The current state of dental cybersecurity: At risk

Usman Choudhary
Usman Choudhary.

Businesses that work with sensitive data, such as protected health information (PHI), are held to rigorous data privacy and protection standards. Regulations like HIPAA are in place to ensure that organizations have measures in place to protect sensitive information against unauthorized disclosure and abuse.

Healthcare practices, including dental practices, are particularly susceptible to cyberattacks and data breaches because of the large volumes of valuable data they handle and store daily. With new and evolving cyberthreats putting sensitive and private information at risk, organizations must prioritize dental cybersecurity to prevent attacks.

Dental practice attacks are on the rise

Cyberthreats have been a significant risk for dental practices and other healthcare institutions for as long as they have used digital data storage and processing. The healthcare sector accounts for 79% of data breaches across all industries, and these breaches can affect organizations of any size or type. 

Some of the most prominent recent cyberattacks on dental institutions have targeted industry giants, including the following:

  • At the end of 2023, Henry Schein experienced two cyberattacks almost back to back. The cybergang BlackCat claimed responsibility for both attacks, which disabled some dental distributors' applications and e-commerce sites. The data stolen is alleged to include 35TB of sensitive data, including payroll data, shareholder information, and customer and supplier bank information.

  • In April 2023, Aspen Dental was hit by a cyberattack that shut down many vital business functions. Appointment scheduling and phone systems were among the business applications affected by the attack, leaving patients unable to schedule appointments or even call to obtain information about the attack.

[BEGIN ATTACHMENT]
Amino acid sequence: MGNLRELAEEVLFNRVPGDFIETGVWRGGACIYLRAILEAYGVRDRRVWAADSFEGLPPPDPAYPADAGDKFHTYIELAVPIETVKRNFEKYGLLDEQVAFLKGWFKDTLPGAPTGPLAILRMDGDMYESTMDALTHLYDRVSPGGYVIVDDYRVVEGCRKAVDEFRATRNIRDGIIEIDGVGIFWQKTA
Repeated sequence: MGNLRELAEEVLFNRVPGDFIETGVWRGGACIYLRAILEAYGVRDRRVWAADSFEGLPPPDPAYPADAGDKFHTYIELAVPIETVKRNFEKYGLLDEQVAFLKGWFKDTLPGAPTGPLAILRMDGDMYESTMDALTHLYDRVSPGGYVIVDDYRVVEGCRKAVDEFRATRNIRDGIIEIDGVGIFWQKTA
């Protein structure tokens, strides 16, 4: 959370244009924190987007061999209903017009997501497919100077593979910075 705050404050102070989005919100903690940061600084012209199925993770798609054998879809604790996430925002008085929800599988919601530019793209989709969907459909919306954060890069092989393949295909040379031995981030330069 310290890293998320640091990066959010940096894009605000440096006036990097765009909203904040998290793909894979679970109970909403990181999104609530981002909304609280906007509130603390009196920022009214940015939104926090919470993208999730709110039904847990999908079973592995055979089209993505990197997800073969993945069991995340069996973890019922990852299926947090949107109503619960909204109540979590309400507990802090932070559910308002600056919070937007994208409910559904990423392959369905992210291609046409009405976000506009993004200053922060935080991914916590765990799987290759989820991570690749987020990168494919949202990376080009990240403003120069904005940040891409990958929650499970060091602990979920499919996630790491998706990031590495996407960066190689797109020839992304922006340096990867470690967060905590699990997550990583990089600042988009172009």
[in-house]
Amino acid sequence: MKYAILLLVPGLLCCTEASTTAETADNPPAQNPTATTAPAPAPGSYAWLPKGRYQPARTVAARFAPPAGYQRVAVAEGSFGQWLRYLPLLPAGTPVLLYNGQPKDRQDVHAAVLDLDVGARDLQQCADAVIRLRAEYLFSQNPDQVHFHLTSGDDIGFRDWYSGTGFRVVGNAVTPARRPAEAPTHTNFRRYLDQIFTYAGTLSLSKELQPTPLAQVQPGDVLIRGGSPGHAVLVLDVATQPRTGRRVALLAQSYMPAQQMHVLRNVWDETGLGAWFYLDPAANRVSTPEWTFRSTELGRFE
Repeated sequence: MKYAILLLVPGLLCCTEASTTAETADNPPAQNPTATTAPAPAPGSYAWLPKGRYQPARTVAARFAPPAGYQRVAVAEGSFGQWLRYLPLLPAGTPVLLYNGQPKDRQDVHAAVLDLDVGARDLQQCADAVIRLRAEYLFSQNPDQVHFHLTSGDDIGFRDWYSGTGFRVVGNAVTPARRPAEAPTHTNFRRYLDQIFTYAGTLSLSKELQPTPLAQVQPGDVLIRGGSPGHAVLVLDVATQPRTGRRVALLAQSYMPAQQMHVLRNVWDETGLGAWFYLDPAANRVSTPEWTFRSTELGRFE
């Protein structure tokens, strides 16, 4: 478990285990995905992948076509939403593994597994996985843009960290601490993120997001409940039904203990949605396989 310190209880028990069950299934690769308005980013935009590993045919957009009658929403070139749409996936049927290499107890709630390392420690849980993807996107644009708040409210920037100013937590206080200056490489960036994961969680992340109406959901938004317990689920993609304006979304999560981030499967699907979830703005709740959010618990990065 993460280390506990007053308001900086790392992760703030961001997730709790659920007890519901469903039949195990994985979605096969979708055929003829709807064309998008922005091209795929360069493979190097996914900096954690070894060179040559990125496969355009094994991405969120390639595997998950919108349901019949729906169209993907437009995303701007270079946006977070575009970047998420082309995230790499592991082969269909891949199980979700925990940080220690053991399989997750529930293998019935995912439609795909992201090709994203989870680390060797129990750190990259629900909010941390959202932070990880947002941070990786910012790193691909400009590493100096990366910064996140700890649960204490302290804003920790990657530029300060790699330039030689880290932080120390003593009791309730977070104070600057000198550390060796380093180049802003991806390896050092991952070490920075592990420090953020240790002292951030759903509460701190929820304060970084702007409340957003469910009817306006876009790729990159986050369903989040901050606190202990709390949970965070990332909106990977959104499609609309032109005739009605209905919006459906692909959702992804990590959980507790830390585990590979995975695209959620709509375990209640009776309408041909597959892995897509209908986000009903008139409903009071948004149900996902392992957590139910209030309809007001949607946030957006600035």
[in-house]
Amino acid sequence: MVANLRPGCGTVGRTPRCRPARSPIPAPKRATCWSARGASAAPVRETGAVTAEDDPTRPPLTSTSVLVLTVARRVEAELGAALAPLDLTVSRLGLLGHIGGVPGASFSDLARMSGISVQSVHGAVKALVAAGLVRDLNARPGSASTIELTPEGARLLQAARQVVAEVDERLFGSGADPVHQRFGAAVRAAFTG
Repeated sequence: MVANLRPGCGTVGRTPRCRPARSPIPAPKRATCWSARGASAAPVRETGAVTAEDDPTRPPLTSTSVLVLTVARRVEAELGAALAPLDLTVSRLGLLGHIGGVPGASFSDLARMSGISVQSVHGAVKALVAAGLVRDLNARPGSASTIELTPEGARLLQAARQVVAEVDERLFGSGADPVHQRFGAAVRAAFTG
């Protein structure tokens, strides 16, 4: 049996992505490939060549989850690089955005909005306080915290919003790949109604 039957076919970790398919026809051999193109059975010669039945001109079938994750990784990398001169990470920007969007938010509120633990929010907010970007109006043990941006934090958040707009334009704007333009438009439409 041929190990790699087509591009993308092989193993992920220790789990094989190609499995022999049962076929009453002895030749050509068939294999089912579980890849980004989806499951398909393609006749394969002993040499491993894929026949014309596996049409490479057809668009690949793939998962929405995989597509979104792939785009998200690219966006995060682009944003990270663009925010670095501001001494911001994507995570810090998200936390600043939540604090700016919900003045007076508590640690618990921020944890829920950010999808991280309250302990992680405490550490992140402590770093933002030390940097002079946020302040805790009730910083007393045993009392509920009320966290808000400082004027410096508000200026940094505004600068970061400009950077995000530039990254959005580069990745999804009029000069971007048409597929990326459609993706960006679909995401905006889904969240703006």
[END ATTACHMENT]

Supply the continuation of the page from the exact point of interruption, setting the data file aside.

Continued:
• Delta Dental of California was the target of an attack that exposed customer data, including names, addresses, Social Security numbers, financial information, and PHI. Ransomware gang Cl0p took advantage of a zero-day vulnerability in the MOVEit Transfer software to launch the attack.

The importance of dental cybersecurity

Data breaches and other cyberattacks are immensely harmful in any industry, but dentistry is one area where the data in question are susceptible and valuable. Between 2020 and 2022, the cost of a data breach in healthcare increased by 42%, highlighting the extreme consequences in the event of a cyberattack. Even beyond the financial cost of recovery and remediation, there are dire risks associated with dental cybersecurity incidents.

Organizations that handle large amounts of PHI, insurance information, financial account numbers, and other sensitive data are at risk of being targeted by ransomware. While those who choose to pay the ransom to recover their data incur significant costs, the safe return of ransomed data is never guaranteed. The risk of falling victim to a ransomware attack is monetary loss and the potential permanent loss of vital business data.

Healthcare organizations (dental practices included) are also subject to strict regulations around data privacy and protection. Laws and rules like HIPAA mandate specific measures to secure data and protect against breaches. Failure to comply with these data security guidelines can result in penalties from fines to criminal charges.

Protecting your business against cyber risks